Gold Seems Stuck at $1900: Are Inflationary Fears Exaggerated?

If this was really the peak of inflationary expectations, the news would be bad for gold, which is seen as a hedge against inflation. However, many analysts expect…

by Arkadiusz Sieron of Sunshine Profits

Gold is fluctuating around $1,900 amid a sideways trend in real interest rates and a decline in inflationary expectations.

Gold surpassed $1,900 at the end of May. However, it has been struggling since then to rally decisively above this level. Instead, the price of the yellow metal has been oscillating around this level, as the chart below shows.

Why is that and what does it mean for the gold market? Well, on the one hand, we could say that the yellow metal is in a normal pause during an uptrend. However, the lack of more aggressive price appreciation amid high inflation, ultra-loose monetary policy, depreciating dollar and super easy fiscal policy could be seen as disturbing.

From a fundamental perspective, the timid price behavior of gold could be explained by a sideways trend in real interest rates. Their lackluster movement, in turn, could have resulted from the downward correction in long-term inflationary expectations (blue line), as the chart below shows.

Investors’ inflation bets have lost some steam, starting a debate about whether expectations of inflation have already peaked. After all, it might be the case that inflation fears have been exaggerated and investors have overshot, as they often do. In addition, some of the FOMC members signaled that it could be a good idea to begin discussing tapering quantitative easing.

If this was really the peak of inflationary expectations, the news would be bad for gold, which is seen as a hedge against inflation. However, many analysts expect that inflation expectations have room for further rises and could reach levels close to 3%.

Implications for Gold

What does all this mean for the price of gold? Well, market-based inflationary expectations have recently declined, dragging the real interest down and restraining gold from moving upward. However, inflation worries won’t disappear anytime soon. After all, the PCE inflation, the favorite Fed’s inflation gauge, jumped 3.1% in April, beating the expectations. Even in the Eurozone, where price pressure is usually lower than in the US, the inflation rate rose from 1.6% to 2% in May, which is the highest level since October 2018.

Furthermore, consumer-based inflationary expectations jumped from 3.4% to 4.6% in May, so inflation worries are still around. They could increase the uncertainty and increase the safe-haven demand for gold. Although higher uncertainty could limit some spending, we should remember that households have accumulated more than $2 trillion in excess savings during the pandemic. So, inflation may be more lasting than many policymakers and pundits believe. If inflation doesn’t turn out to be merely transitory, gold could gain some fuel for the upward march.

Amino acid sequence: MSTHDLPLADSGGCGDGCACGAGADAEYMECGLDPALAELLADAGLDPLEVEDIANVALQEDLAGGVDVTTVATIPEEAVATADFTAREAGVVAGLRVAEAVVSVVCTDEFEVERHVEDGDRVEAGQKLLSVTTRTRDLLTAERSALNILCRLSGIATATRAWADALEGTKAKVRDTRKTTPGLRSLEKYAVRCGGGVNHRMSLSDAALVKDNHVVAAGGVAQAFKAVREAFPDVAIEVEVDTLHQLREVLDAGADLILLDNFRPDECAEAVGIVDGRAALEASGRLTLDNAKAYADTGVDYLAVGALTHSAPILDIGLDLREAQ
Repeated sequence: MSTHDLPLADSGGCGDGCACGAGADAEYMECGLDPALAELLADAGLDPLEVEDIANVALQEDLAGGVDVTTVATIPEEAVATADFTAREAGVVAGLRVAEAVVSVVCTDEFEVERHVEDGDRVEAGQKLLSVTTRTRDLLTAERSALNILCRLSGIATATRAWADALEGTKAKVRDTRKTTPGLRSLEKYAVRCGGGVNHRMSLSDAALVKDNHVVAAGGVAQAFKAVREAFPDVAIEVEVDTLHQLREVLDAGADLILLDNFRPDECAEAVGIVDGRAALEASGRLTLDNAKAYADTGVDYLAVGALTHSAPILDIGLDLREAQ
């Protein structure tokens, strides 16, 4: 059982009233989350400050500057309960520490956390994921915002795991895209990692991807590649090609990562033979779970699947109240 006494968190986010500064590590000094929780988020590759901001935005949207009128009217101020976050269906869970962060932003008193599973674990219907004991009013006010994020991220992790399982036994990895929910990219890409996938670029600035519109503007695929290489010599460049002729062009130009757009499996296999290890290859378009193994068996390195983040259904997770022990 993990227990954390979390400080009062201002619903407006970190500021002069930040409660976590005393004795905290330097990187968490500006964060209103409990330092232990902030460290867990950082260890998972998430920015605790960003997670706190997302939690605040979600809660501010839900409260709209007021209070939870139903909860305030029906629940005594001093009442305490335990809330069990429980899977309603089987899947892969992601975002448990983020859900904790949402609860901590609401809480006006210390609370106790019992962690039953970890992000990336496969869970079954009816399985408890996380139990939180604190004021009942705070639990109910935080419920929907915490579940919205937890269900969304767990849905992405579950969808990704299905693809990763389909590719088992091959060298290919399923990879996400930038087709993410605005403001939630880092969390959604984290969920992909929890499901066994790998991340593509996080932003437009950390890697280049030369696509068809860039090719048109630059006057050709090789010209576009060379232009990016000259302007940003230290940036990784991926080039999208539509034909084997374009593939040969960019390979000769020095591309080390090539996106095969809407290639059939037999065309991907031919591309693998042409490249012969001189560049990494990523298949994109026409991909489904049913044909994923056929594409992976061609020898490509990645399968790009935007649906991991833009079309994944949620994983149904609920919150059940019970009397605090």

Higher inflation implies weakened purchasing power of the dollar. If we add America’s growing public debt problem to constantly rising prices, the downward trend in the greenback could continue, supporting the price of gold.

Of course, only time will tell whether or not current inflation worries are justified. However, please note that the economy didn’t collapse last year due to a lack of liquidity but due to the Great Lockdown. The implication is that the Fed has increased money supply well above demand, injecting a lot of liquidity into the system. The expansion in the Fed’s balance sheet and commercial banks’ credit (after all, this time not only the monetary base has jumped, but the broad money supply as well), combined with the Great Unlocking, generated a great inflationary wave that lifted all asset classes: from commodities, through equities, to cryptocurrencies, including crypto-memes like Dogecoin.

And it might be just a coincidence, but the Fed introduced a new monetary regime that is prone to higher inflation also during the last year. A cynical interpretation could be that the Fed knew very well that its last year’s monetary expansion could result in higher inflation.

Hence, inflationary expectations didn’t have to peak, and they could increase later this year supporting gold prices. Having said that, if inflation really turns out to be only transitory, the current situation wouldn’t be much different from 2011-2013, when gold prices struggled amid expectations of monetary policy tightening. Of course, the Fed is even more dovish now under Powell than under Bernanke or Yellen, but higher inflation would be an additional argument for a bull market in gold.

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Arkadiusz Sieron, PhD
Sunshine Profits: Analysis. Care. Profits.

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Disclaimer: Please note that the aim of the above analysis is to discuss the likely long-term impact of the featured phenomenon on the price of gold and this analysis does not indicate (nor does it aim to do so) whether gold is likely to move higher or lower in the short- or medium term. In order to determine the latter, many additional factors need to be considered (i.e. sentiment, chart patterns, cycles, indicators, ratios, self-similar patterns and more) and we are taking them into account (and discussing the short- and medium-term outlook) in our Gold & Silver Trading Alerts.